Cooperation and long-term stable arrangements are generally the aim of negotiation, but a Negotiator is not necessarily a Cooperator. In diplomacy, a Negotiator normally combines a fairly fixed conception of “national interest” with a more flexible conception of prosperity and well-being as competing goals of the negotiation. Consequently IPD is not always a reliable model of real-world negotiations. But the Negotiator remains much closer than the Decider to the wry wisdom of Anatol Rapoport’s winning IPD strategy.
The Poverty of Unilateralism

To be a Decider is to be a Unilateralist. The Bush administration has augmented this American tendency, exempting the US from the International Criminal Court and other international jurisdictions having to do with war crimes and unfair trade practices (such as our agricultural subsidies).

An instructive but little-known example of obstructionist unilateralism has been the Bush administration’s stance on the 2001 UN Program of Action on small arms and light weapons (SALW), a segment of the UN’s First Committee on Disarmament and International Security. Every year since 2001 three of our allies, Japan, Colombia, and South Africa, have introduced an omnibus resolution about illegal trade in SALW but have failed to find the consensus they desired. Finally in 2006 they gave up on consensus and put the measure to a vote – 172 in favor, no abstentions, and only the US opposed. A similar obstruction, not quite so flagrant, occurred with respect to a resolution pertaining to the Arms Trade Treaty, to set up a process for establishing common international standards for the import, export, and transfer of conventional arms. The vote on this resolution was 139 in favor, 24 abstentions, and one (the US) opposed. Would it be unreasonable to conclude that the US on principle will not cooperate on any issue in the First Committee, at least not if there is a hint of any impending obstacle to selling arms?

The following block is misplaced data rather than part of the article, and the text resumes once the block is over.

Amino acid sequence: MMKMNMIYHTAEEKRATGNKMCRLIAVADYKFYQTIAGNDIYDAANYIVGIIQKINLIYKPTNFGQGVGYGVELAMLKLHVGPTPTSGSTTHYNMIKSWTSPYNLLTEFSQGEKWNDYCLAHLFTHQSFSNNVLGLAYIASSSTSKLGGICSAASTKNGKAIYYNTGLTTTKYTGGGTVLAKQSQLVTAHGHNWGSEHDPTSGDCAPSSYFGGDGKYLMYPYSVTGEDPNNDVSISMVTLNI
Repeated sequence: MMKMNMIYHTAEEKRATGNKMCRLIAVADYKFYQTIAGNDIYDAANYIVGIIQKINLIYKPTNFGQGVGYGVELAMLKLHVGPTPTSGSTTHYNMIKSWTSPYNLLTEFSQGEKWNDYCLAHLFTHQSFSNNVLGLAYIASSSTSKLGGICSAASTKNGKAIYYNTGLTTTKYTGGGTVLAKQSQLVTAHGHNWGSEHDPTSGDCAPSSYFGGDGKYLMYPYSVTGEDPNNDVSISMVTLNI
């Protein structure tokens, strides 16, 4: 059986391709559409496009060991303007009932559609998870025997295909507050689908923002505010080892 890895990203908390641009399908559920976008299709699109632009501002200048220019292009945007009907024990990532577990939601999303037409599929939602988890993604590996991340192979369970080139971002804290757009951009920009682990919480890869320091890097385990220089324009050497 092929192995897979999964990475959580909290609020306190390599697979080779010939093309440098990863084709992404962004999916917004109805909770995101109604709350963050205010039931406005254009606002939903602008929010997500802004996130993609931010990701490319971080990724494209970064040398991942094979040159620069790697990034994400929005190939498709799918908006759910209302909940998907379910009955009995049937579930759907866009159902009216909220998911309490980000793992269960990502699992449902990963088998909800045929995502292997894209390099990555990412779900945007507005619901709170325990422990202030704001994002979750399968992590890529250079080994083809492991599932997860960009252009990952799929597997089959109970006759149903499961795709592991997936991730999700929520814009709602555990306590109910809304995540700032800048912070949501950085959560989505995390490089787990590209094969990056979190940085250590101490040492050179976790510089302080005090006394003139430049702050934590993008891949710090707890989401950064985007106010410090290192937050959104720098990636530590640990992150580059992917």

Such action puts us in the position of a meanie in Axelrod’s IPD tournament, with the prospect progressive impoverishment. We already see signs of that process in the decline of the dollar and the rapid rise of US indebtedness to China. Fortunately the posture of the Bush administration is partially compensated by commercial cooperation on a global scale, and it may therefore take a long time of the negative effects of going it alone to take effect.

Stability can accompany the rule of a Decider only if the Decider is sovereign, as Hobbes envisioned. If the Decider is not sovereign – that is, if there are other persons or states that make effective decisions altogether independent of the Decider – then strife and conflict concerning who is dominant and who is independent is bound to lead to instability. Such instability exists in the Middle East and looms in the rest of Asia. For 2007 we can look forward to continuing prosperous relations with China and India and Korea and Japan, in spite of their independence, but also to continuing costly and abrasive relations with Iran and Iraq.